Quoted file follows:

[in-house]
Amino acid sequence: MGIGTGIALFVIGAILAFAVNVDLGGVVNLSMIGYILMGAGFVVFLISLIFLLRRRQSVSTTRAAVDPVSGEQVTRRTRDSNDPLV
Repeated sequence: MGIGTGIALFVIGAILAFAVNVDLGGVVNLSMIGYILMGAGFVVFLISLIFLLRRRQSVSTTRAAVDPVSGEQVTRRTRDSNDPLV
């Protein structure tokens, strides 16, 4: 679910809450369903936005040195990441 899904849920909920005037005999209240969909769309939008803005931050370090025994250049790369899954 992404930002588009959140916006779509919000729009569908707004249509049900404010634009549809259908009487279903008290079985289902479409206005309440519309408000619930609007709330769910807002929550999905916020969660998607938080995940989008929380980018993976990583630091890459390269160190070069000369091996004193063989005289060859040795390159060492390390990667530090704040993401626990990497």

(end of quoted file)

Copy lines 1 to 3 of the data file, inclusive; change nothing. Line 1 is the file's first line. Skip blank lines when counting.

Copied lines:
[in-house]
Amino acid sequence: MGIGTGIALFVIGAILAFAVNVDLGGVVNLSMIGYILMGAGFVVFLISLIFLLRRRQSVSTTRAAVDPVSGEQVTRRTRDSNDPLV
Repeated sequence: MGIGTGIALFVIGAILAFAVNVDLGGVVNLSMIGYILMGAGFVVFLISLIFLLRRRQSVSTTRAAVDPVSGEQVTRRTRDSNDPLV